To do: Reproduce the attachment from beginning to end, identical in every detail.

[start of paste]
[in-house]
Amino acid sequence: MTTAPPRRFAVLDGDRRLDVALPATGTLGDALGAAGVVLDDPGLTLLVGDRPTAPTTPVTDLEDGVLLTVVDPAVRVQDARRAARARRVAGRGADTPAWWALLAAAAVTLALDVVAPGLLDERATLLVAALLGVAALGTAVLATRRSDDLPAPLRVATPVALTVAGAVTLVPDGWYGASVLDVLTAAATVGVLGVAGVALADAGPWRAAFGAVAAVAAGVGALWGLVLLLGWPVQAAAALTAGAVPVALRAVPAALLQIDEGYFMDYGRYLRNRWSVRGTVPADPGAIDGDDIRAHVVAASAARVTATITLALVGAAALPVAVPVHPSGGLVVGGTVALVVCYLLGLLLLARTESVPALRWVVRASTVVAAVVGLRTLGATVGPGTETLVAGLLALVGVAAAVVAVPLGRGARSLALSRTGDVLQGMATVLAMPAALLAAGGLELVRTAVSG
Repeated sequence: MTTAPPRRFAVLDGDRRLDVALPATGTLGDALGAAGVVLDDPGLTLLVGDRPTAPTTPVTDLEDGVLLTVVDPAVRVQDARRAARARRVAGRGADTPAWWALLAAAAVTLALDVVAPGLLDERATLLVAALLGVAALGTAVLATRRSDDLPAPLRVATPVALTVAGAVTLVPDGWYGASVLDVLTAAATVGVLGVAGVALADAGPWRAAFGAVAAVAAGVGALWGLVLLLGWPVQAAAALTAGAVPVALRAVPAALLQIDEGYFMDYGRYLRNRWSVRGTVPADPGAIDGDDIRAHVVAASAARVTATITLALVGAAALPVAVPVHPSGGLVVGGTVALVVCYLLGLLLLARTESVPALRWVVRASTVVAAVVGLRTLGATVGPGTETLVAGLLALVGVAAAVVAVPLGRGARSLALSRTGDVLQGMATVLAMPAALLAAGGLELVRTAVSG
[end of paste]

[in-house]
Amino acid sequence: MTTAPPRRFAVLDGDRRLDVALPATGTLGDALGAAGVVLDDPGLTLLVGDRPTAPTTPVTDLEDGVLLTVVDPAVRVQDARRAARARRVAGRGADTPAWWALLAAAAVTLALDVVAPGLLDERATLLVAALLGVAALGTAVLATRRSDDLPAPLRVATPVALTVAGAVTLVPDGWYGASVLDVLTAAATVGVLGVAGVALADAGPWRAAFGAVAAVAAGVGALWGLVLLLGWPVQAAAALTAGAVPVALRAVPAALLQIDEGYFMDYGRYLRNRWSVRGTVPADPGAIDGDDIRAHVVAASAARVTATITLALVGAAALPVAVPVHPSGGLVVGGTVALVVCYLLGLLLLARTESVPALRWVVRASTVVAAVVGLRTLGATVGPGTETLVAGLLALVGVAAAVVAVPLGRGARSLALSRTGDVLQGMATVLAMPAALLAAGGLELVRTAVSG
Repeated sequence: MTTAPPRRFAVLDGDRRLDVALPATGTLGDALGAAGVVLDDPGLTLLVGDRPTAPTTPVTDLEDGVLLTVVDPAVRVQDARRAARARRVAGRGADTPAWWALLAAAAVTLALDVVAPGLLDERATLLVAALLGVAALGTAVLATRRSDDLPAPLRVATPVALTVAGAVTLVPDGWYGASVLDVLTAAATVGVLGVAGVALADAGPWRAAFGAVAAVAAGVGALWGLVLLLGWPVQAAAALTAGAVPVALRAVPAALLQIDEGYFMDYGRYLRNRWSVRGTVPADPGAIDGDDIRAHVVAASAARVTATITLALVGAAALPVAVPVHPSGGLVVGGTVALVVCYLLGLLLLARTESVPALRWVVRASTVVAAVVGLRTLGATVGPGTETLVAGLLALVGVAAAVVAVPLGRGARSLALSRTGDVLQGMATVLAMPAALLAAGGLELVRTAVSG